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Eliminating fumbles a focal point for Auburn’s Marshall

Missouri defensive lineman Matt Hoch recovers a fumble by Tigers quarterback Nick Marshall during the SEC Championship game. (Reuters)

Missouri defensive lineman Matt Hoch recovers a fumble by Tigers quarterback Nick Marshall during the SEC Championship game. (Reuters)

AUBURN, Ala. — Ever since the SEC Championship game, Nick Marshall has been emphasizing ball security.

The Auburn quarterback fumbled the ball three times against Missouri two weeks ago in Atlanta, losing it twice. On both occasions Marshall lost the ball, he was inside Auburn territory and it led directly to 10 points for Mizzou.

“I work on ball security every day, ever since the SEC Championship,” said Marshall, who had 101 yards rushing and a touchdown in the SEC title game. “I carry around a ball during practice, just keeping it tucked tight, just hoping I won’t be fumbling the ball like I did in the SEC Championship.”

It’s not a new problem for Marshall. The junior college transfer recovered his own fumble against Alabama and Georgia as well.

Offensive graduate assistant Kodi Burns, the former Auburn quarterback, has been tasked with making sure Marshall does not fumble during practice.

“If he sees me having (the ball) not tucked tight he’ll try to sneak up on me and knock it out,” Marshall said. “If he knocks it out, it’s like 10-20 up-downs (as a penalty).

“He helped me a lot with ball security. And coming in this summer, sometimes I would go in and watch film with him and he’d tell me the basis of the play, or where the read is going. He helped me with coverages, too.”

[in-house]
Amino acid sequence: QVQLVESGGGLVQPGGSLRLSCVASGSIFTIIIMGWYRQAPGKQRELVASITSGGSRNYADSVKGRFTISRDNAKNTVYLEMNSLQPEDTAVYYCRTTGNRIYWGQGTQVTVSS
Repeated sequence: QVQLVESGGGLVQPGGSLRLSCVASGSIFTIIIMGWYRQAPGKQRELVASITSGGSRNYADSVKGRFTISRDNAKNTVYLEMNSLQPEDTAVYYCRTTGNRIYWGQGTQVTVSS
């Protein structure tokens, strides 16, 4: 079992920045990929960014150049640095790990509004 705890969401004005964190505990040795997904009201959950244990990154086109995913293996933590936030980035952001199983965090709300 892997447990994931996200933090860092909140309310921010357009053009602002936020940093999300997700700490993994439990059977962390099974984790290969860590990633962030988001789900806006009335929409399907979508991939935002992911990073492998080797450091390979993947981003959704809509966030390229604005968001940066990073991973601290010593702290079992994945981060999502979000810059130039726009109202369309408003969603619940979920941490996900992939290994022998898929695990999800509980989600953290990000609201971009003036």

Marshall’s playmaking as a runner has been a crucial part to Auburn’s success as the season has gone on.

He has 1,023 yards rushing with 11 touchdowns and his yards per carry more than doubled from 3.61 in the first four games of the season to 7.61 in the nine games since, in which he scored all of his touchdowns.

Auburn coach Gus Malzahn has repeatedly said what makes Marshall a special player is his ability when a play breaks down, but the double-edge sword has come when Marshall is not securing the ball in those situations.

“That’s what we’re focusing on. We’ve got to protect the football,” Malzahn said.

Of course that’s where it starts — with the quarterback. (Offensive coordinator Rhett) Lashlee’s on top of that. I really believe we’ll get that correct.”

Though certainly not all of Auburn’s fumbles are Marshall’s fault, the Tigers have had 28 fumbles and lost 11 this season. By contrast, top-ranked Florida State has lost four of 11 fumbles, Alabama has lost seven of 11 and Missouri lost six of 12.

“As a quarterback, if the pocket breaks down the natural thing to do is drop the ball and run one-handed,” Marshall said. “I’ve just got to train myself to keep two hands on the ball.”